Roberto Ariotti, President, Assofond

The best part of Italian foundries, mostly SMEs, are located in Northern Italy, the area most affected by the pandemic. The restart will need bold industrial policy choices with investments in innovation and environmental sustainability.

Although it is still early to outline consolidated evaluations, it is not difficult to say that what is happening will mark a turning point in the history of the economy and industry throughout Europe. Even before the emergency, Italy was already showing signs of deceleration, mainly due to structural causes and government initiatives which were scarcely oriented towards investment. The Covid-19 was twice as heavy a blow as the one received by our EU partners. The total blockage of production will have to be recovered. We will have to reconsider the whole market. Restarting the machines will require an unprecedented effort, which all of us will have to make in terms of industrial relations, contracts with our suppliers and with our customers too.

What are the possible general consequences for the domestic and global economy?

There is no doubt that the consequences will be very significant. Estimates point at a 3% drop in world GDP, with Italy among the countries most affected. There will be many industries which will find it very difficult to recover, and which will have to revise their long-term plans. One example of this is the automotive industry, a crucial sector for foundries, which was previously struggling, but has now completely collapsed. Hybrid, automation, car sharing were the key words of pre-Covid-19 mobility. Concepts that today appear as unreal. What happens next? Will we continue to talk about cars (and to produce them) like just two months ago? I believe that we shall have to take into account what is happening also in industrial terms, to respond to new demands and habits acquired by consumers.

How has the industrial aluminium system, in the various segments, reacted to the emergency?

Most Italian smelters stopped their activities following the Prime Minister’s Decree dated March 22nd. Others, as part of the strategic supply chains, continued their production, even though the pace was reduced. All of this was done having our priority clearly in mind: safety first! Many of our companies, including my own, are located in the regions of Northern Italy, those most affected by the pandemic. These are mainly SMEs, where entrepreneurs know their employees and their families personally. It is a closeness which has enabled us to have a direct and constructive dialogue with employees and their representatives and to find shared solutions to guarantee the health of all of our staff. Today we are ready to start again and aware that we can guarantee all the necessary safety measures to protect our employees.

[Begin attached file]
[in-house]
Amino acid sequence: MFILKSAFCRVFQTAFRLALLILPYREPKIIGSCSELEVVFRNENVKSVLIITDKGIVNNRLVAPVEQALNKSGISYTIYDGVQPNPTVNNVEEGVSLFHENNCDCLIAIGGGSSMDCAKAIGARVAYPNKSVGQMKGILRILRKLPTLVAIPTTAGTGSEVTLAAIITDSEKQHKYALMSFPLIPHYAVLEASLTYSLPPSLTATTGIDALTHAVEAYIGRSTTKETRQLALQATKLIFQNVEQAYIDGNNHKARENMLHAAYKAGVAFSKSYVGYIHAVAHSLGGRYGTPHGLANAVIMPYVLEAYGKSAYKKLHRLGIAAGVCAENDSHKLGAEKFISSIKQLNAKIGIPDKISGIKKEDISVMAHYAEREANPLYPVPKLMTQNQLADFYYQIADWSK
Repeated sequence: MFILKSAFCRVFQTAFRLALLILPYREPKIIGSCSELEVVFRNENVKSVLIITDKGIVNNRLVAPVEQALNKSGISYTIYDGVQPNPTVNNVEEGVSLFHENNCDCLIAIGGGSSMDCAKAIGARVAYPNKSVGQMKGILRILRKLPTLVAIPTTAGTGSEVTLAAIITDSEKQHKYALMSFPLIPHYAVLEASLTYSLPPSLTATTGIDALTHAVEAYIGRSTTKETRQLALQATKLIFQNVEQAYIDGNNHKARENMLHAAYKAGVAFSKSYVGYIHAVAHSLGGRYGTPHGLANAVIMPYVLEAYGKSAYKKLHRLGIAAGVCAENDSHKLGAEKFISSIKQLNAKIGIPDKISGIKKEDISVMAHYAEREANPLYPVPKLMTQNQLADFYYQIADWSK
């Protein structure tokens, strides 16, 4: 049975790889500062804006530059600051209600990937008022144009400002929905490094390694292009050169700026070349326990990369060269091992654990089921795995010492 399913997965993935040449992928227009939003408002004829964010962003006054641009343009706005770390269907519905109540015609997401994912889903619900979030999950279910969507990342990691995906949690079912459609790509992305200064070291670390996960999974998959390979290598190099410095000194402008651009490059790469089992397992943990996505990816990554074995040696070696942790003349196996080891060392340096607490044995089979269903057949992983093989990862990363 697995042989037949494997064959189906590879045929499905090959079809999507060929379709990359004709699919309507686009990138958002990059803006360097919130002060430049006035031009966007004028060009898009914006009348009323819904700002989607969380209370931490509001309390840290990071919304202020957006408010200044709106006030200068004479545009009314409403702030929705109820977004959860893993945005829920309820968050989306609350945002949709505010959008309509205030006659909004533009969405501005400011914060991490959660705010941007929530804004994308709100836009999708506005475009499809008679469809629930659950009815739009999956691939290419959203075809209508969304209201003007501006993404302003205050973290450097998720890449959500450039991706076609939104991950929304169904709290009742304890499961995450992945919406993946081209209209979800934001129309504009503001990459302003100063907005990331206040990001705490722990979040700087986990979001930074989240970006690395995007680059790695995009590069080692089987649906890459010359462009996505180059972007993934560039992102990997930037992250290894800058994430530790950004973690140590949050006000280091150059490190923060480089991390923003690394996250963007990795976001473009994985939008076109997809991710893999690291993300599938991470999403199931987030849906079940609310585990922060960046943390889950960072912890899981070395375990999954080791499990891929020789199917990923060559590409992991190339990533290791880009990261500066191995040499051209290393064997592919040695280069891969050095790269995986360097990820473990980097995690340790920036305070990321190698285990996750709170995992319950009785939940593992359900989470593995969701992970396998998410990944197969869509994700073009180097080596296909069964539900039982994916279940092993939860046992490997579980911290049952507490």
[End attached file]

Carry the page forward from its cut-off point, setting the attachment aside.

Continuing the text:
How do you see the future of the foundry sector locally and globally?

The president designate of Confindustria, Carlo Bonomi, says that for the restart “we will need everyone. First of all, companies”. I agree with him. However, I would add that a change of pace on the part of politics will also be immediately necessary. That anti-industrial and state intervention climate, not aimed at growth, but at making the country’s fragmented (and not productive) interests survive, must be swept away. Foundries are part of the same production cluster as mechanics, which contributes about 8% of GDP and employs 1.6 million people. Europe’s second largest manufacturing industry cannot be abandoned to its fate. If this were the case, someone would have to be held accountable. Faced with history, faced with the workers, at the time of the next elections, but not only. We will need a government capable of attacking this disaster and turning it into an opportunity. We will need courageous leadership on the investment and innovation front, not divisive in political and democratic terms. Life has imposed a change on us which nobody could have imagined. Very well. Let us take advantage of it.

Do you think that the concept of “green industry” will be rewarded in the coming years?

The focus on sustainability issues cannot fade away, indeed it will be a central driver for the restart. This upheaval has made the fragility of our planet, of our society, of our own species even more evident: we shall have to take it into consideration when designing the world of tomorrow, and we – if I may say so – have been doing so for some time: the whole sector has developed much more efficient production processes , which are the most environmentally compatible in the world, and which even now define Italy as one of the countries where smelting means working with maximum energy, environmental and economic efficiency.
It is equally clear, however, that while continuing to consider the transition to the green and circular economy as a priority, certain deadlines and certain steps set before the pandemic should, in my opinion, be reconsidered in terms of timing and methods. I would like to return to the example of the automotive industry mentioned before: the transition to green mobility, which began hurriedly and with considerable risks for the survival of the European car industry, should be reconsidered on this occasion. Mind you, I say reconsidered, not abandoned, on the contrary: carefully re-planned – also through incentives for investment in R&D by companies – in order to reconcile the need for immediate recovery felt by the manufacturing industry at the moment with the equally legitimate need to reduce emissions.